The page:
Over this past year we have seen a number of the large pharma companies including Novartis, Merck, and Bayer being interested in the diagnostic imaging space and licensing and partnering with companies developing targeted radiotracers and radiopharmaceuticals. We believe this bodes well for our strategic plan of partnering, and towards that end we recently opened a secure data room where we can share confidential information with prospective strategic partners. With our MagSense® imaging agent for breast cancer now laying the groundwork for our technology to be first in class for molecular imaging by MRI, we believe we can help to change the way we see cancer.

To realize this potential, we have to continue to push forward. Every additional step through the clinical and regulatory process adds value and takes risks off the table; but it also requires having access to working capital. We know that markets and economic conditions in Australia, and indeed globally, have been difficult and may continue to be so. So I’d particularly like to thank the shareholders that participated in the recent entitlement offer. Your support for the company is greatly appreciated. But it is exactly those market conditions that also highlight why having a financing instrument like we have put in place with Mercer Street Capital is so important for a company like Imagion. We don’t intend to solely rely on this instrument to fund the company, but having it means we have access to working capital without having to worry about timing of market conditions. With $3.5M of funds expected to come in this quarter from our ATO tax credit, we aim to use the Mercer funding judiciously to keep our drive towards the IND on track.

Now before closing my remarks and moving on to the formal meeting, I’d like to speak briefly to the recent announcement of my plans to retire from the role of CEO. While I am not the founder of the company, I have fully vested myself in the vision and mission of Imagion and believe strongly in what we are trying to accomplish and the value it will create. So I can assure our shareholders that my plans to retire from the role of CEO does not mean I will be riding off into the sunset. The Board and I are fully committed to the principles of good governance and plan for me to remain as Chairman of the Board to keep the momentum going and ensure we preserve the knowledge and history gained over the years of my leadership so that we are successful in the next phase of our journey.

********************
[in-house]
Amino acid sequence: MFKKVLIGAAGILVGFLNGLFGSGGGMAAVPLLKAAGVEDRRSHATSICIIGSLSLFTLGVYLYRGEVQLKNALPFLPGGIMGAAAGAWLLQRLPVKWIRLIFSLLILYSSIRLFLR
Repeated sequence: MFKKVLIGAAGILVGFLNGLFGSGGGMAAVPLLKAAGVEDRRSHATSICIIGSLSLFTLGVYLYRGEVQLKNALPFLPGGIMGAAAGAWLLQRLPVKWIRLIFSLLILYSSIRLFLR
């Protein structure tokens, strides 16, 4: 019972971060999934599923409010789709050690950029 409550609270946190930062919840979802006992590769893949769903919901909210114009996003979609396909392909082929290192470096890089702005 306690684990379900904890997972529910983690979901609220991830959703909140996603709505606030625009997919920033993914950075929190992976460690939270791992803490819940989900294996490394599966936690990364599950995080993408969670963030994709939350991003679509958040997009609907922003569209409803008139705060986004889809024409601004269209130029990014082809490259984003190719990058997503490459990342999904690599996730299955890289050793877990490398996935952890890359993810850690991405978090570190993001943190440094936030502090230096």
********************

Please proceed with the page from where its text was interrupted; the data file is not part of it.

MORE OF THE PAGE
In closing, I’d like to thank all the Imagion stakeholders for their support – shareholders, customers, collaborators, advisors, employees, Directors, and particularly those breast cancer patients that have, despite their medical diagnosis, participated in our study and the physicians and study teams who executed on the protocol. We are looking forward to our future and to achieving our goal of changing the way we see cancer to positively impact patient outcomes.

About Imagion Biosystems
Imagion Biosystems is developing a new non-radioactive and precision diagnostic molecular imaging technology. Combining biotechnology and nanotechnology, the Company aims to detect cancer and other diseases earlier and with higher specificity than is currently possible.

Authorisation & Additional information
This announcement was authorised by the Board of Directors of Imagion Biosystems Limited